Collecting and Connecting the Dots
A few eyebrows were raised when Aidan McCullen landed a move to Toulouse in 2005. Back then the French giants were the undoubted kingpins of Europe, revelling on a pedestal that Irish sides continuously failed to scale.
McCullen had been part of one such team. Littered with Irish internationals, Leinster were perennial underachievers cast in the shadow of their provincial rivals. O’Driscoll, D’Arcy, Horgan and Hickie were all in situ but despite the promise of success one day, McCullen didn’t fancy sitting in the shadow of the dugout until that happened.
A broken arm didn’t help matters but rather than ride out his final months in Dublin, McCullen sought out Aidan O’Connell. O’Connell, a renowned high performance coach, had just returned from a stint in the NFL and agreed to impart some of his learnings on an eager student. McCullen was refreshed by new insights, relearned how to run and combined with a formidable work ethic, reinvented himself into the powerful backrower Toulouse were in the market for.
This week, the Change Consultant, Trinity College lecturer and host of The Innovation Show has released ‘Undisruptable: A Mindset of Permanent Reinvention for Individuals, Organisations and Life.’ Several years in the making, the book aims to help people and organisations cultivate a reinvention mindset that will make them impervious to disruption in a world of incessant change.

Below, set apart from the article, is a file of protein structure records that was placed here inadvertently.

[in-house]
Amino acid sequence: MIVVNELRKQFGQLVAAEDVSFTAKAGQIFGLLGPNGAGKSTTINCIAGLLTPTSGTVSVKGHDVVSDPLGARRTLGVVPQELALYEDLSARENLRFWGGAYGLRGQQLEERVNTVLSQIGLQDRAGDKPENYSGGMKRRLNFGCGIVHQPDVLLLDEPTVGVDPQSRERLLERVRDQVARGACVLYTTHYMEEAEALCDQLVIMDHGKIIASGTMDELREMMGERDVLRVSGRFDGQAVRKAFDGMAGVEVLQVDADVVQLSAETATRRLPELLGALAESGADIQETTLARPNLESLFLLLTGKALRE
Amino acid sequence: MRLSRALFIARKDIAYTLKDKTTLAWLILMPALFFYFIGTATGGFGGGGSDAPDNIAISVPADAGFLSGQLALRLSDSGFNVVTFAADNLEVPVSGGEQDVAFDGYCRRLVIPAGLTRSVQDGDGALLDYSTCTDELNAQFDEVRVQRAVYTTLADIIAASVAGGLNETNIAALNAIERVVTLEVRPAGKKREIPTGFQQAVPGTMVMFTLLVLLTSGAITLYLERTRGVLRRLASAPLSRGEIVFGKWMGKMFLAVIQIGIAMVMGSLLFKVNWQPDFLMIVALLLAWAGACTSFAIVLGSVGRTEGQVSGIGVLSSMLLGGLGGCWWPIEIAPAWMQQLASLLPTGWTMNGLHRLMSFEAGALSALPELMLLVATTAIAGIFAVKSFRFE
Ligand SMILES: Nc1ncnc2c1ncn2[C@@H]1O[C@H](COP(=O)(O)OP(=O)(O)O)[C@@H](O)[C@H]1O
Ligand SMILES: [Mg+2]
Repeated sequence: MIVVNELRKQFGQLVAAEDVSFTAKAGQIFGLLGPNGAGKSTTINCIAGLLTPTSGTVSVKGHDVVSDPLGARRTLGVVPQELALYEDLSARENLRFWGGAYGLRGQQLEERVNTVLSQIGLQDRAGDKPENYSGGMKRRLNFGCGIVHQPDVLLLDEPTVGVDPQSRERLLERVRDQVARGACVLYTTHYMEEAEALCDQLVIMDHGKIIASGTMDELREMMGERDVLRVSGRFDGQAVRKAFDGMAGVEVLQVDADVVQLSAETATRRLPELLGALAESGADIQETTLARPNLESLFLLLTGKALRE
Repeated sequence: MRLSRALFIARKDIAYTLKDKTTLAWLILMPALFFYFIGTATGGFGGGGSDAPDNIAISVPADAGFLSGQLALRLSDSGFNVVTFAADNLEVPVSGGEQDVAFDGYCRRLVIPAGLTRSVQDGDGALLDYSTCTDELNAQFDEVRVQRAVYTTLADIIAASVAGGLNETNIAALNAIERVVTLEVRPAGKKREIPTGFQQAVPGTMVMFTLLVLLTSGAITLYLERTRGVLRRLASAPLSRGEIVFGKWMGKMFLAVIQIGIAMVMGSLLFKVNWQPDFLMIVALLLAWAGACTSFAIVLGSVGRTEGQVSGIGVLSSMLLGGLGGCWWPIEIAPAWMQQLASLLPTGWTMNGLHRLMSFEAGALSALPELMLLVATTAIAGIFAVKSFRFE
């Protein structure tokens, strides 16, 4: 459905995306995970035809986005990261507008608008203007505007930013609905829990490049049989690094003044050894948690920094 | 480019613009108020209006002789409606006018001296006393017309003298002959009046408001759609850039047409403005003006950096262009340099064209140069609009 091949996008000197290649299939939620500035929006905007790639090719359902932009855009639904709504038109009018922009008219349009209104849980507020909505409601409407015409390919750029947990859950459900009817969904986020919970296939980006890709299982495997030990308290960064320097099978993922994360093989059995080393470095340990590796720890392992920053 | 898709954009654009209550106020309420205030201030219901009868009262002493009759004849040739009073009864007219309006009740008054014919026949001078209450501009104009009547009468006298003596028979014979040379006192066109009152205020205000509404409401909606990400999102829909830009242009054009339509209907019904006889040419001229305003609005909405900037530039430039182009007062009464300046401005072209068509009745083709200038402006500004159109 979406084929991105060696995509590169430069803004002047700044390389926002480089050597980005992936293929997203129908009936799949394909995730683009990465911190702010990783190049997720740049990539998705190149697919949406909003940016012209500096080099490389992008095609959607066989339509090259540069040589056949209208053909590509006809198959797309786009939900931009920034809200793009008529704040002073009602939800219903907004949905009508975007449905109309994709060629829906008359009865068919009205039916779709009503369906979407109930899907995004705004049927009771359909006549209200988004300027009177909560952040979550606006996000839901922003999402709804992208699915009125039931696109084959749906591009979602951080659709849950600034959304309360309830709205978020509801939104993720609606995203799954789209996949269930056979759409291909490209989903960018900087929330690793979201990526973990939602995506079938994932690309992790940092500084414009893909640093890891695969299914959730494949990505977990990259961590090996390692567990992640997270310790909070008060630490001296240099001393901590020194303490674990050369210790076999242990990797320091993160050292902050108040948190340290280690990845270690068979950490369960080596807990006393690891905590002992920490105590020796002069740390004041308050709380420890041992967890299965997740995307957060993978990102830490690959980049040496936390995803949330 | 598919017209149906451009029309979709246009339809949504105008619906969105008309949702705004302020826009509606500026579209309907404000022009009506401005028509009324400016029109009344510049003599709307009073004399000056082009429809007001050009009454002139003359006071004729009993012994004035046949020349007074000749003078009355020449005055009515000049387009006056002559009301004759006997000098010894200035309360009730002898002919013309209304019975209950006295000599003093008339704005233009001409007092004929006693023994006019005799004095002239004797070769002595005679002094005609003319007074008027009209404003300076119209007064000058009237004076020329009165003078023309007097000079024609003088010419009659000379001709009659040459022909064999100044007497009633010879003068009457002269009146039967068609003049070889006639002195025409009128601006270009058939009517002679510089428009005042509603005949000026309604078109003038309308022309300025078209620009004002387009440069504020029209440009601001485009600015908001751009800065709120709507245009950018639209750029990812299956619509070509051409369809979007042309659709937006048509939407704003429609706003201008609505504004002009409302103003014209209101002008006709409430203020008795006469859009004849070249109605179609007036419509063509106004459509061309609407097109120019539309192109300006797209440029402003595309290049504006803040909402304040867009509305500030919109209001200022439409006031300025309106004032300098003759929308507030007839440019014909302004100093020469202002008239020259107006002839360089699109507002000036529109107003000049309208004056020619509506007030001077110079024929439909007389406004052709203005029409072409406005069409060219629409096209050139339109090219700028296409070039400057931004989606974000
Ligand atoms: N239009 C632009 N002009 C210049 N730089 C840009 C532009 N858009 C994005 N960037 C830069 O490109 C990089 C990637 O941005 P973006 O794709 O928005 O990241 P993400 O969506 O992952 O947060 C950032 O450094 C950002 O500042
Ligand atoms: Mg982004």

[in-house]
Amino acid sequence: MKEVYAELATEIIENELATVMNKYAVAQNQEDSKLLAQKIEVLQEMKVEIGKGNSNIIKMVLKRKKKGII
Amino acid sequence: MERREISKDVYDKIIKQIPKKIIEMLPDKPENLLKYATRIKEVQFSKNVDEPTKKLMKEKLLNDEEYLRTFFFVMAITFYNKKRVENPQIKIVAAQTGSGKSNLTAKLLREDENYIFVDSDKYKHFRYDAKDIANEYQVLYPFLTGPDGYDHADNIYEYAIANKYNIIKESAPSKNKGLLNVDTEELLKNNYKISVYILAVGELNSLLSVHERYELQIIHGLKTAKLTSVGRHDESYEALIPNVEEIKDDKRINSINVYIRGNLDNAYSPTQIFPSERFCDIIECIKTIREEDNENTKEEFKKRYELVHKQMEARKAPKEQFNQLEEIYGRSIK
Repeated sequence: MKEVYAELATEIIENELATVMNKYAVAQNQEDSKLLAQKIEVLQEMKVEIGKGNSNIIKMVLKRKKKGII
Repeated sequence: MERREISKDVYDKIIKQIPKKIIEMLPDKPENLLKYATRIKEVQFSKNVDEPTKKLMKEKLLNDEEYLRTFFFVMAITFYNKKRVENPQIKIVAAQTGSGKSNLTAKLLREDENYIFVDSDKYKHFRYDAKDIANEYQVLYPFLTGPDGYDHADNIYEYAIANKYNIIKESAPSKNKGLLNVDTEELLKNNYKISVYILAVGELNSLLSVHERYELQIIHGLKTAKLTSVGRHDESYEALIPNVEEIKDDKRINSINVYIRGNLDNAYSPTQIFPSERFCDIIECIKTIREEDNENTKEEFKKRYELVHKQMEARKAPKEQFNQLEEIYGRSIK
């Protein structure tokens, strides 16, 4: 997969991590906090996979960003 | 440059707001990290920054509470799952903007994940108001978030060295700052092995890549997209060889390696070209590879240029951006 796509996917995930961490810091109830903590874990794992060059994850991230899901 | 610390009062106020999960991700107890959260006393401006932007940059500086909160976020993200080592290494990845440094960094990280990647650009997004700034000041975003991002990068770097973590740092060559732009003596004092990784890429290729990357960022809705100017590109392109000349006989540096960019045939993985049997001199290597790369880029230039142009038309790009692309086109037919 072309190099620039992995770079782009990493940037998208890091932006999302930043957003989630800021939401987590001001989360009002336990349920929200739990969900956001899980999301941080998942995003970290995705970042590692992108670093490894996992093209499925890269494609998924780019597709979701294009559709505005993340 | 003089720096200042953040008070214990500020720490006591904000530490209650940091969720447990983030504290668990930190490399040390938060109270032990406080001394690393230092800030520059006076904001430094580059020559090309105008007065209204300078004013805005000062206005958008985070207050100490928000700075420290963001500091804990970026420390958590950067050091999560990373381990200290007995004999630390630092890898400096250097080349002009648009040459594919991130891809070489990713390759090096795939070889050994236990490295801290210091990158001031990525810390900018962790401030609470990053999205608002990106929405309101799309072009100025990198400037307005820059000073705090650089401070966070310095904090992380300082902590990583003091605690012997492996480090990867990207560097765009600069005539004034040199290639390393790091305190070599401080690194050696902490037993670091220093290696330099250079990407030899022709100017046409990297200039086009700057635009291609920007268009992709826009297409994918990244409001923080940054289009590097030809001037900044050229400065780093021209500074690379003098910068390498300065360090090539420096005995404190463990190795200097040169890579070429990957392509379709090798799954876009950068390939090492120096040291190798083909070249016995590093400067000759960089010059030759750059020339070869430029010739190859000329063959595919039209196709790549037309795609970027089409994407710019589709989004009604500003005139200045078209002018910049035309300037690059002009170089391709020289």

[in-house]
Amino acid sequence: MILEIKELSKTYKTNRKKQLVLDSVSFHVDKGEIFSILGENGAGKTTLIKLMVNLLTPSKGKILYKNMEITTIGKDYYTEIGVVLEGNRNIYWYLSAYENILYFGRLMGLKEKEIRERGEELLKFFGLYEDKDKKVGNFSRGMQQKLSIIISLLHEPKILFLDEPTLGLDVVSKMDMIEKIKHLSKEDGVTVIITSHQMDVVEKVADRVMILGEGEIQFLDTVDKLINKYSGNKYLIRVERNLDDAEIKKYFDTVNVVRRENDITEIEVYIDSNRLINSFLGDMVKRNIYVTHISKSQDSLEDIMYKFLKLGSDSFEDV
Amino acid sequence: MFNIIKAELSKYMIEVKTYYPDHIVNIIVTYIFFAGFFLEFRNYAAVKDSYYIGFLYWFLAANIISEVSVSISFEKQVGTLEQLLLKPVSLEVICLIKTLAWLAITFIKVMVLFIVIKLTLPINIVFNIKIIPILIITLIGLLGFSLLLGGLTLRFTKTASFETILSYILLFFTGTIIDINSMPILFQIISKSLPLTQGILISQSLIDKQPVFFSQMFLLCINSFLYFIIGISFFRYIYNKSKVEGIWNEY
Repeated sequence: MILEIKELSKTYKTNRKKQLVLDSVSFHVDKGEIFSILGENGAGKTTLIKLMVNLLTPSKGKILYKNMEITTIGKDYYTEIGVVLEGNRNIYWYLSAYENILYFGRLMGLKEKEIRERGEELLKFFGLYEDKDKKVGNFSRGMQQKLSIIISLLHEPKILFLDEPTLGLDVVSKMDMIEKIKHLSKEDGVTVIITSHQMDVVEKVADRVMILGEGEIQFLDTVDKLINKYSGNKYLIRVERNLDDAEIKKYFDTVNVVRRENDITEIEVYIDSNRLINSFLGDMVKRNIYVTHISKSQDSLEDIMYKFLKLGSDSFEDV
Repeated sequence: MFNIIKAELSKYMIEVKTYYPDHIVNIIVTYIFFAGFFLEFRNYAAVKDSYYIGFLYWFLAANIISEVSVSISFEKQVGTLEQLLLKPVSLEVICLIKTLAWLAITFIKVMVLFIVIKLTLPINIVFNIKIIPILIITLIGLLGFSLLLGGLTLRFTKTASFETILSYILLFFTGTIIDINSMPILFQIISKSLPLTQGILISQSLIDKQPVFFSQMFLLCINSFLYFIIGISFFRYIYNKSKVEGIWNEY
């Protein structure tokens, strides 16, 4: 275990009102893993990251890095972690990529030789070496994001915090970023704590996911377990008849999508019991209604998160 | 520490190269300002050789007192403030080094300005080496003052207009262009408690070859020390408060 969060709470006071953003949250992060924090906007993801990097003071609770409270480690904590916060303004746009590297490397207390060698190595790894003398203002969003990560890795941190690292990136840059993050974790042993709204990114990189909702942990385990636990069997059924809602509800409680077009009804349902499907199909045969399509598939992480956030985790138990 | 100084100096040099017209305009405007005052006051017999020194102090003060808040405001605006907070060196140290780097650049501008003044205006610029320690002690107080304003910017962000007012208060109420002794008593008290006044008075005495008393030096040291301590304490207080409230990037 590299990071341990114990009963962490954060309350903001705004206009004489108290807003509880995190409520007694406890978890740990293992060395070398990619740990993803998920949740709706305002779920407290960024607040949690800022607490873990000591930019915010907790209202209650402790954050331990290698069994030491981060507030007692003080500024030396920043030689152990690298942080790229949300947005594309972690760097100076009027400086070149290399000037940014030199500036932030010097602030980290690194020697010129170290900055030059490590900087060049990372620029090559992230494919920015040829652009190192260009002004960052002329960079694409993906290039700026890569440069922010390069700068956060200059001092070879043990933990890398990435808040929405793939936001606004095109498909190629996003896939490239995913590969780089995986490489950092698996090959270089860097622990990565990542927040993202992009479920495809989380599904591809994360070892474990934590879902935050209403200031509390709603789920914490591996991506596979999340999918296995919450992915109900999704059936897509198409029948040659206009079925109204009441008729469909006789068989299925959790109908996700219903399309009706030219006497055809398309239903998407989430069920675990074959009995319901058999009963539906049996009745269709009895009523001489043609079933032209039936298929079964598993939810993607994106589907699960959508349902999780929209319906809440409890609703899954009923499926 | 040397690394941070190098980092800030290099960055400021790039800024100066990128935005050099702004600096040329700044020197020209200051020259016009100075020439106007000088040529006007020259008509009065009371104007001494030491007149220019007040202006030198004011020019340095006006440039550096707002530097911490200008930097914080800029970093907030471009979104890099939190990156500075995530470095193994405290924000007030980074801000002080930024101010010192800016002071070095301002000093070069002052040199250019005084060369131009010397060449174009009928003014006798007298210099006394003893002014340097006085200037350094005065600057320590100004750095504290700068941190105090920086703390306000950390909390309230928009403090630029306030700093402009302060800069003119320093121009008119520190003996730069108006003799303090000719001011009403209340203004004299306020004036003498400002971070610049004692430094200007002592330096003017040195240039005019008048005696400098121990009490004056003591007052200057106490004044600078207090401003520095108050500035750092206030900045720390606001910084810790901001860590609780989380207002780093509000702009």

“I was playing for London Irish when I began to lose my love for rugby,” recalls McCullen, who made his Ireland debut against Samoa in 2003. “I wasn’t that talented but I was a very hard worker, so you tend to throw yourself around a lot to let others do their thing. As a result, I was injured all the time.
“For someone of my ability in professional rugby, I needed that love for the game to get every extra percentage out of myself. When I started to lose that I knew I had to look at my options. It was November 2007 and I remember picking up a copy of Forbes Magazine. On the cover it asked: ‘Nokia: 500 Million Customers. Can anyone catch the cell phone king?’ I decided telcos was the place for me.
“Over the next few months I began to track Nokia and within a few months their stock plummeted… the iPhone had landed. To the naked eye it wasn’t a threat – it wasn’t even a good phone – but the more I researched it the more it opened my mind to the concept of innovation and where things can go.”
A staple in every noughties home, the 3210 had ultimately proved to be Nokia’s downfall. Rather than striving to reinvent their killer product, Nokia stopped in their tracks and chose to fight to protect it. McCullen believes similar mistakes are being made on a daily basis in organisations across the world.
“In many businesses people are at the top because of what they’ve done in the past,” McCullen opines. “They are renumerated based on what things were rather than what they could be. Instead of embracing someone with new ideas, it’s preferable to keep the status quo and keep the head down until retirement.